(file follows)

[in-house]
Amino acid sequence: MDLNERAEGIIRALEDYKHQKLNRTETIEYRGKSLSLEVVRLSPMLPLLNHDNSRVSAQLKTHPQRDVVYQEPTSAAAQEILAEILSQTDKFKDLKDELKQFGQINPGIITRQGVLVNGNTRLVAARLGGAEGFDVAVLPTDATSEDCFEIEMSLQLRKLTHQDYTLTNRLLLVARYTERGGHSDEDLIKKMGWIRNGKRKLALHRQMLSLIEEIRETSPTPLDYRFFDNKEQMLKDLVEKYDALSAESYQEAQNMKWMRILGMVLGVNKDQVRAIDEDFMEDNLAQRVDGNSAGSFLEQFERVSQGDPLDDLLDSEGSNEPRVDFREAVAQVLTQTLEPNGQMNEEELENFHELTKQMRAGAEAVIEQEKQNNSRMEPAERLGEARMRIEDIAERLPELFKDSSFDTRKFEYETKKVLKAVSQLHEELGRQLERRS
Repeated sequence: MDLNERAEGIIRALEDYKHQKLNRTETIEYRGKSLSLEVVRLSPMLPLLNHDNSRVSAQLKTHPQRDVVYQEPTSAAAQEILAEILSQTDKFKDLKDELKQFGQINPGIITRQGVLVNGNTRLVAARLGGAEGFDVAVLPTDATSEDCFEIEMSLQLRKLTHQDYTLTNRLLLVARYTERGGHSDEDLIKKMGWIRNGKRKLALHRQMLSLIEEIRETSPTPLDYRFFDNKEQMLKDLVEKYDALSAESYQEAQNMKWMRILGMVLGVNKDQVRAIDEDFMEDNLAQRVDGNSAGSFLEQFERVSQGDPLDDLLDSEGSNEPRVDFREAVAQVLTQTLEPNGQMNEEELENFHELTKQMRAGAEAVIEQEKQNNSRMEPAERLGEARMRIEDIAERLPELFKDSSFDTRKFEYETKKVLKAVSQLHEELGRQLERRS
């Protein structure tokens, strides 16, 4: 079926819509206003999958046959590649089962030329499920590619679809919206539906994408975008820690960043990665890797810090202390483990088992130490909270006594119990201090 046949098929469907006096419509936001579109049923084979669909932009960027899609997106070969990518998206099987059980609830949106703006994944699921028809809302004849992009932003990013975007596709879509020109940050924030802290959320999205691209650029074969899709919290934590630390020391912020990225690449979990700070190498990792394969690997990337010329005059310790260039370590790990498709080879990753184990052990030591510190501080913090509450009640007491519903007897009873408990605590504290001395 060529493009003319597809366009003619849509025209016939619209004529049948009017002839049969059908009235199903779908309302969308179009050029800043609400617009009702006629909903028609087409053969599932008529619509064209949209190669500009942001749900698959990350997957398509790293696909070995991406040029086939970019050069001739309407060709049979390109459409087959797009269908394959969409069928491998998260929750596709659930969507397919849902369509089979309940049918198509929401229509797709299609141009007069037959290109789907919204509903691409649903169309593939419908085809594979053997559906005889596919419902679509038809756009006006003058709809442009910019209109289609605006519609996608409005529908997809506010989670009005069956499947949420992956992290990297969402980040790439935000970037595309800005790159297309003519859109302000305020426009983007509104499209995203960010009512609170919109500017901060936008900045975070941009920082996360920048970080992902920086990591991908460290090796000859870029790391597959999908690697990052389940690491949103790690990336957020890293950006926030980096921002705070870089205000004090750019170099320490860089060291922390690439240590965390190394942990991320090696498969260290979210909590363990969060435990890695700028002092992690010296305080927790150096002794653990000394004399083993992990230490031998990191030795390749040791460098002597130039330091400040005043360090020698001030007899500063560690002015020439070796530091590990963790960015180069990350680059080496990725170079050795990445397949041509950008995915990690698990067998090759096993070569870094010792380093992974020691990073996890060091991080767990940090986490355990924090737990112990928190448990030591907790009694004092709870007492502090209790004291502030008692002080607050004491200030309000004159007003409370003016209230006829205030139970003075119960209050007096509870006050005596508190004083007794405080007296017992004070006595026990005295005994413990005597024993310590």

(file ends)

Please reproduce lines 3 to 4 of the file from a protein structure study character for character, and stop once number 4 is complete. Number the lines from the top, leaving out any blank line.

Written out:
Repeated sequence: MDLNERAEGIIRALEDYKHQKLNRTETIEYRGKSLSLEVVRLSPMLPLLNHDNSRVSAQLKTHPQRDVVYQEPTSAAAQEILAEILSQTDKFKDLKDELKQFGQINPGIITRQGVLVNGNTRLVAARLGGAEGFDVAVLPTDATSEDCFEIEMSLQLRKLTHQDYTLTNRLLLVARYTERGGHSDEDLIKKMGWIRNGKRKLALHRQMLSLIEEIRETSPTPLDYRFFDNKEQMLKDLVEKYDALSAESYQEAQNMKWMRILGMVLGVNKDQVRAIDEDFMEDNLAQRVDGNSAGSFLEQFERVSQGDPLDDLLDSEGSNEPRVDFREAVAQVLTQTLEPNGQMNEEELENFHELTKQMRAGAEAVIEQEKQNNSRMEPAERLGEARMRIEDIAERLPELFKDSSFDTRKFEYETKKVLKAVSQLHEELGRQLERRS
């Protein structure tokens, strides 16, 4: 079926819509206003999958046959590649089962030329499920590619679809919206539906994408975008820690960043990665890797810090202390483990088992130490909270006594119990201090 046949098929469907006096419509936001579109049923084979669909932009960027899609997106070969990518998206099987059980609830949106703006994944699921028809809302004849992009932003990013975007596709879509020109940050924030802290959320999205691209650029074969899709919290934590630390020391912020990225690449979990700070190498990792394969690997990337010329005059310790260039370590790990498709080879990753184990052990030591510190501080913090509450009640007491519903007897009873408990605590504290001395 060529493009003319597809366009003619849509025209016939619209004529049948009017002839049969059908009235199903779908309302969308179009050029800043609400617009009702006629909903028609087409053969599932008529619509064209949209190669500009942001749900698959990350997957398509790293696909070995991406040029086939970019050069001739309407060709049979390109459409087959797009269908394959969409069928491998998260929750596709659930969507397919849902369509089979309940049918198509929401229509797709299609141009007069037959290109789907919204509903691409649903169309593939419908085809594979053997559906005889596919419902679509038809756009006006003058709809442009910019209109289609605006519609996608409005529908997809506010989670009005069956499947949420992956992290990297969402980040790439935000970037595309800005790159297309003519859109302000305020426009983007509104499209995203960010009512609170919109500017901060936008900045975070941009920082996360920048970080992902920086990591991908460290090796000859870029790391597959999908690697990052389940690491949103790690990336957020890293950006926030980096921002705070870089205000004090750019170099320490860089060291922390690439240590965390190394942990991320090696498969260290979210909590363990969060435990890695700028002092992690010296305080927790150096002794653990000394004399083993992990230490031998990191030795390749040791460098002597130039330091400040005043360090020698001030007899500063560690002015020439070796530091590990963790960015180069990350680059080496990725170079050795990445397949041509950008995915990690698990067998090759096993070569870094010792380093992974020691990073996890060091991080767990940090986490355990924090737990112990928190448990030591907790009694004092709870007492502090209790004291502030008692002080607050004491200030309000004159007003409370003016209230006829205030139970003075119960209050007096509870006050005596508190004083007794405080007296017992004070006595026990005295005994413990005597024993310590």